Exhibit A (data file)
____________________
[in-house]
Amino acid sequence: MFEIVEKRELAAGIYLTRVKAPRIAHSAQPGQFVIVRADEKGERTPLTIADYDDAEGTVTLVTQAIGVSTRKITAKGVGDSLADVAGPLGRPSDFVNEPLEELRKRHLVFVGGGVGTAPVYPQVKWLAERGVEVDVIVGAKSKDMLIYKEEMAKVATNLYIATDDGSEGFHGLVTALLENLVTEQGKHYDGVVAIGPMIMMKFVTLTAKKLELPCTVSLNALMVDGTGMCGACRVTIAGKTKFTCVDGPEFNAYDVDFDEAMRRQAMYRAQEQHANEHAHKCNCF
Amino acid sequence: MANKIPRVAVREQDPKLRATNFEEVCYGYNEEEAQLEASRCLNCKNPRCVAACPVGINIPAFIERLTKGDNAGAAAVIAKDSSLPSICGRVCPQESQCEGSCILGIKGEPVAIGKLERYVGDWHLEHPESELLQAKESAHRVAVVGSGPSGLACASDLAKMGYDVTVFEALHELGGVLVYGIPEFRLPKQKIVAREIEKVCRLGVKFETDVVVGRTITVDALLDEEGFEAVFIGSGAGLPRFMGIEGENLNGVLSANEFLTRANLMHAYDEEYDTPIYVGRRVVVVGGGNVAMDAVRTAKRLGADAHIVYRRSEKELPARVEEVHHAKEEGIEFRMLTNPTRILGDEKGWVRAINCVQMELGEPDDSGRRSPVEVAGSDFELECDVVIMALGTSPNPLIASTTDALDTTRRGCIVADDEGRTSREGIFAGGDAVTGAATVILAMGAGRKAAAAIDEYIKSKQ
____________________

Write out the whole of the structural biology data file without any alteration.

[in-house]
Amino acid sequence: MFEIVEKRELAAGIYLTRVKAPRIAHSAQPGQFVIVRADEKGERTPLTIADYDDAEGTVTLVTQAIGVSTRKITAKGVGDSLADVAGPLGRPSDFVNEPLEELRKRHLVFVGGGVGTAPVYPQVKWLAERGVEVDVIVGAKSKDMLIYKEEMAKVATNLYIATDDGSEGFHGLVTALLENLVTEQGKHYDGVVAIGPMIMMKFVTLTAKKLELPCTVSLNALMVDGTGMCGACRVTIAGKTKFTCVDGPEFNAYDVDFDEAMRRQAMYRAQEQHANEHAHKCNCF
Amino acid sequence: MANKIPRVAVREQDPKLRATNFEEVCYGYNEEEAQLEASRCLNCKNPRCVAACPVGINIPAFIERLTKGDNAGAAAVIAKDSSLPSICGRVCPQESQCEGSCILGIKGEPVAIGKLERYVGDWHLEHPESELLQAKESAHRVAVVGSGPSGLACASDLAKMGYDVTVFEALHELGGVLVYGIPEFRLPKQKIVAREIEKVCRLGVKFETDVVVGRTITVDALLDEEGFEAVFIGSGAGLPRFMGIEGENLNGVLSANEFLTRANLMHAYDEEYDTPIYVGRRVVVVGGGNVAMDAVRTAKRLGADAHIVYRRSEKELPARVEEVHHAKEEGIEFRMLTNPTRILGDEKGWVRAINCVQMELGEPDDSGRRSPVEVAGSDFELECDVVIMALGTSPNPLIASTTDALDTTRRGCIVADDEGRTSREGIFAGGDAVTGAATVILAMGAGRKAAAAIDEYIKSKQ